The Abbey Newsletter

Volume 13, Number 5
Sep 1989


Diethyl Zinc Process Licensed

On July 28 the U.S. Department of Commerce granted Akzo Chemicals Inc., a Chicago-based specialty chemical firm, exclusive license to implement the diethyl zinc (DEZ) mass deacidification process, developed by the Library of Congress to stop deterioration of books and documents.

The Library of Congress estimated in 1984 that 97% of its collection was printed on acidic paper and either brittle or in danger of becoming brittle. Further evaluation determined that 16 million books and manuscripts in its collection required treatment. Faced with these figures, Congress voted in that same year to provide $11.5 million for a diethyl zinc deacidification facility.

The DEZ process was invented by John C. Williams and George B. Kelly of the Library of Congress in the 1970s and developed by them through the early 1980s. A pilot plant was built and operated by NASA through an aerospace contractor, and demonstrated that mass deacidification could be done with DEZ, but it was so accident-prone that it was closed down. In 1986, a new contractor was chosen: Texas Alkyls, Akzo' s joint venture with Hercules Incorporated. Texas Alkyls, which has considerable industrial expertise with this type of chemical, has worked in cooperation with the Library of Congress to develop the process further.

Each load of books is treated in a 50-hour sequence of steps in a low pressure ("vacuum") chamber. The books are dried to a certain moisture content, the air is replaced with nitrogen, and gaseous DEZ admitted. The DEZ diffuses between the pages of the closed hooks, neutralizing acids, and reacting with the moisture left in the paper to form zinc oxide, which serves as an alkaline reserve. Aluminum in the paper is converted to aluminum oxide, eliminating it as a potential future acid source. The treated paper has a pH between 7.0 and 7.5, and the alkaline reserve is between 1% and 2% The zinc oxide also inhibits future fungal growth. No visible difference can be detected between treated and untreated books or documents. Because the treatment has a minimal effect on pH, pH-sensitive colors change very little if at all.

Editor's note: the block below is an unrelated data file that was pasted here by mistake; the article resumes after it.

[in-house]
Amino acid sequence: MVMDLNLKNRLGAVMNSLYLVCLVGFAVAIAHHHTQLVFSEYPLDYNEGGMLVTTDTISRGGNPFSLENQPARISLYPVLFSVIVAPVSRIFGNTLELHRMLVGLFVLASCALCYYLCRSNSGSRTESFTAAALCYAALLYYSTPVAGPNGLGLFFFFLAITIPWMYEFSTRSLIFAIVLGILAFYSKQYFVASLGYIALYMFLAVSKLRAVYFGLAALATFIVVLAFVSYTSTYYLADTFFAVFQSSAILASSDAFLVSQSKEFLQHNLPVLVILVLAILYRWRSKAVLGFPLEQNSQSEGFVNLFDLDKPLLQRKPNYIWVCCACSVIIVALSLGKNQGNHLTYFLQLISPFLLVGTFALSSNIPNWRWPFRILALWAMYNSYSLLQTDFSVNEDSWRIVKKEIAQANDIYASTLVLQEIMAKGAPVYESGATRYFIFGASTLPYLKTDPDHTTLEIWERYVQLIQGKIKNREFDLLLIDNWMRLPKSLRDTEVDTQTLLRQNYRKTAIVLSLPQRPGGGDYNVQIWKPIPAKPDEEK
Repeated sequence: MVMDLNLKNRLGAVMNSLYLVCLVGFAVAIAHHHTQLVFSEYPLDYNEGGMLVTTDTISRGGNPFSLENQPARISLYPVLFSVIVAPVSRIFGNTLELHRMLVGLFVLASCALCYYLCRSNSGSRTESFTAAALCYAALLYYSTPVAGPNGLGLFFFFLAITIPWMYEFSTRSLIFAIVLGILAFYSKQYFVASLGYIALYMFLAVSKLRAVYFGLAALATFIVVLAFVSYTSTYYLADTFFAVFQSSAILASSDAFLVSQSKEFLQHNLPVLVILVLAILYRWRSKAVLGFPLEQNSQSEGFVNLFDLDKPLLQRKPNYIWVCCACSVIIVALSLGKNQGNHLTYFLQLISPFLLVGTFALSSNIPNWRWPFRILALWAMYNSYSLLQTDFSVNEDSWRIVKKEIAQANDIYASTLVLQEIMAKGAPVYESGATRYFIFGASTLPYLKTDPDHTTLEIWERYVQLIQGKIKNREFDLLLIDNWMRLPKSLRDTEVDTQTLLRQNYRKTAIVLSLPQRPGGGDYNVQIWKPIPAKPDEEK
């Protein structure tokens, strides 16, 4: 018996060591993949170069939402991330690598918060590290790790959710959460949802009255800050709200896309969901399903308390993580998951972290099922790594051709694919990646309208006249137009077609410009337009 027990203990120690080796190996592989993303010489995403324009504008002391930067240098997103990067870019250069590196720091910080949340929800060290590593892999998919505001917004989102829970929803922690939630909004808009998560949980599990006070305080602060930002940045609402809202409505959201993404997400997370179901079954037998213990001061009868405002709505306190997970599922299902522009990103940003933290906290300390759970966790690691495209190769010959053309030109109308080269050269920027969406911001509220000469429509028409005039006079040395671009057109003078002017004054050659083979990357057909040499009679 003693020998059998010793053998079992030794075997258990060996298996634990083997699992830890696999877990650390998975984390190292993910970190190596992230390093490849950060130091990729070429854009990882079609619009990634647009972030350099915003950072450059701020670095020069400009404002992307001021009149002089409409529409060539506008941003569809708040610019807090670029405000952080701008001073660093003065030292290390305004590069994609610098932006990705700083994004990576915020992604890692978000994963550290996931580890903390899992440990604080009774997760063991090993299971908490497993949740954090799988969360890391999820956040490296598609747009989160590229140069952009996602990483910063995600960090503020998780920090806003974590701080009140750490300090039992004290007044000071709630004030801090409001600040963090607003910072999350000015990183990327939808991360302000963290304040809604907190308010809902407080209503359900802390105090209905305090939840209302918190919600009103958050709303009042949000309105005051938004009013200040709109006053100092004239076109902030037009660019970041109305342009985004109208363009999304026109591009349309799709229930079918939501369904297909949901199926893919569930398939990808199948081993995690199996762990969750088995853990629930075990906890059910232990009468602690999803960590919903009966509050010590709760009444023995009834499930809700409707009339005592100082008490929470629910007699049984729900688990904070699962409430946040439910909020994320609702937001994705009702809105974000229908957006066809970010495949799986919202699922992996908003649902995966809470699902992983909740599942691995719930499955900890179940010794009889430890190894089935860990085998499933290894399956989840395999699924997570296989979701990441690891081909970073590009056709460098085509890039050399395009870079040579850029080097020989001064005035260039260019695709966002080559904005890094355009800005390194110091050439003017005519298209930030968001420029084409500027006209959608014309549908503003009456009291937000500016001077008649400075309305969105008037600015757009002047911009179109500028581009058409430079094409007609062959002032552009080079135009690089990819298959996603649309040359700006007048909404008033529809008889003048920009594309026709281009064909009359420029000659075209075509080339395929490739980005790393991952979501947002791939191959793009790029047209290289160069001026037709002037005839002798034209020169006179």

Texas Alkyls, located in Deer Park, Texas, has operated a pilot plant for the past 18 months and demonstrated that books can be safely treated for as little as $6 to $10 each. This amount represents a substantial savings over the present $70 per volume cost for microfilming. As part of the license agreement with the federal government, Akzo has committed to make this technology economically available to major libraries, universities and colleges.

According to Akzo, the joint venture intends to build full-scale commercial plants in both the United States and Europe, each capable of treating one million books annually. The Texas Alkyls facility can currently handle 40,000 books per year.

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